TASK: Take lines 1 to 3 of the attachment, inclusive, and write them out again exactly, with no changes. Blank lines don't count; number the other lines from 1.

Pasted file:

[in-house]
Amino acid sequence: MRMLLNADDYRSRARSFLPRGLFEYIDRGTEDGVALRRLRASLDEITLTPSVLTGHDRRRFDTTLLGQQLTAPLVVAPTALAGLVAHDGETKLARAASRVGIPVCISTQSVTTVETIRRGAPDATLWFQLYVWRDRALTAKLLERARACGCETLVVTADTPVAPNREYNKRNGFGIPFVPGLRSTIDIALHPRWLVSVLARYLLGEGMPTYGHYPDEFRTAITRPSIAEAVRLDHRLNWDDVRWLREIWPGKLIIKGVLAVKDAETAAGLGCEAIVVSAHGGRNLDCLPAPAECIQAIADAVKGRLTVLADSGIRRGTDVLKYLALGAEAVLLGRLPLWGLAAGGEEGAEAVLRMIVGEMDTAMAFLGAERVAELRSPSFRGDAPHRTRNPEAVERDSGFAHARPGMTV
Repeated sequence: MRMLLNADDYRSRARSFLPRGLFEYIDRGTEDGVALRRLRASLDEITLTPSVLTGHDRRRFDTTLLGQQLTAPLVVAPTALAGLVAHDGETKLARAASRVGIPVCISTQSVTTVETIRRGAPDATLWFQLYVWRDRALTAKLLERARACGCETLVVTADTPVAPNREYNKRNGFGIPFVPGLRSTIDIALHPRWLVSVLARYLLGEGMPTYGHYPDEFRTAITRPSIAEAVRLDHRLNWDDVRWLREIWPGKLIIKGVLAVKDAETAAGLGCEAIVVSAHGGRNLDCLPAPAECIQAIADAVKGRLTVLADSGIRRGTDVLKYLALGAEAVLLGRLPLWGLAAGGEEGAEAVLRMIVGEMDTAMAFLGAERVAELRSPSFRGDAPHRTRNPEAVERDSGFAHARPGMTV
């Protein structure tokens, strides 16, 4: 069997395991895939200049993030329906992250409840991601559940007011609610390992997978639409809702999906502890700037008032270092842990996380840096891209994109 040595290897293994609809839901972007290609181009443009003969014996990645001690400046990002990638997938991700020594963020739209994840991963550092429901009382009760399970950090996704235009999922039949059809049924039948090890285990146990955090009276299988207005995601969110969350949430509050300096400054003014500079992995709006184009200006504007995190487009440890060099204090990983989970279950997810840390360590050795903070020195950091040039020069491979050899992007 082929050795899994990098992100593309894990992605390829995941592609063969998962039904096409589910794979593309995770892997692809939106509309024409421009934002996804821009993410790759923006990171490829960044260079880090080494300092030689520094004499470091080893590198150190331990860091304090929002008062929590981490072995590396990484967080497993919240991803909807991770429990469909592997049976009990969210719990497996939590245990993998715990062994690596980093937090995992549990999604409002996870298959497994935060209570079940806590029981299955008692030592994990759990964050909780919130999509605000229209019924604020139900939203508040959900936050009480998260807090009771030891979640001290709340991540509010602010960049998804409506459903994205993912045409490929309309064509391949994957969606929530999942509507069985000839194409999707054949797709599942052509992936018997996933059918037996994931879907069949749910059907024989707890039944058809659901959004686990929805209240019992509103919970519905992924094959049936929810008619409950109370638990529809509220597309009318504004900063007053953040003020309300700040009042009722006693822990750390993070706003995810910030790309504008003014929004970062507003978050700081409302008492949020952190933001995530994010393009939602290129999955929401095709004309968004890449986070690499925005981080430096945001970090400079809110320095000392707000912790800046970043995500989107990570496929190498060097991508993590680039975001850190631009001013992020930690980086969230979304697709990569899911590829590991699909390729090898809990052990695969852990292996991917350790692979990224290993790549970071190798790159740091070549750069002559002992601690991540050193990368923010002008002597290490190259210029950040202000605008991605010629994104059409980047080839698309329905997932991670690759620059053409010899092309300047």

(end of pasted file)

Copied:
[in-house]
Amino acid sequence: MRMLLNADDYRSRARSFLPRGLFEYIDRGTEDGVALRRLRASLDEITLTPSVLTGHDRRRFDTTLLGQQLTAPLVVAPTALAGLVAHDGETKLARAASRVGIPVCISTQSVTTVETIRRGAPDATLWFQLYVWRDRALTAKLLERARACGCETLVVTADTPVAPNREYNKRNGFGIPFVPGLRSTIDIALHPRWLVSVLARYLLGEGMPTYGHYPDEFRTAITRPSIAEAVRLDHRLNWDDVRWLREIWPGKLIIKGVLAVKDAETAAGLGCEAIVVSAHGGRNLDCLPAPAECIQAIADAVKGRLTVLADSGIRRGTDVLKYLALGAEAVLLGRLPLWGLAAGGEEGAEAVLRMIVGEMDTAMAFLGAERVAELRSPSFRGDAPHRTRNPEAVERDSGFAHARPGMTV
Repeated sequence: MRMLLNADDYRSRARSFLPRGLFEYIDRGTEDGVALRRLRASLDEITLTPSVLTGHDRRRFDTTLLGQQLTAPLVVAPTALAGLVAHDGETKLARAASRVGIPVCISTQSVTTVETIRRGAPDATLWFQLYVWRDRALTAKLLERARACGCETLVVTADTPVAPNREYNKRNGFGIPFVPGLRSTIDIALHPRWLVSVLARYLLGEGMPTYGHYPDEFRTAITRPSIAEAVRLDHRLNWDDVRWLREIWPGKLIIKGVLAVKDAETAAGLGCEAIVVSAHGGRNLDCLPAPAECIQAIADAVKGRLTVLADSGIRRGTDVLKYLALGAEAVLLGRLPLWGLAAGGEEGAEAVLRMIVGEMDTAMAFLGAERVAELRSPSFRGDAPHRTRNPEAVERDSGFAHARPGMTV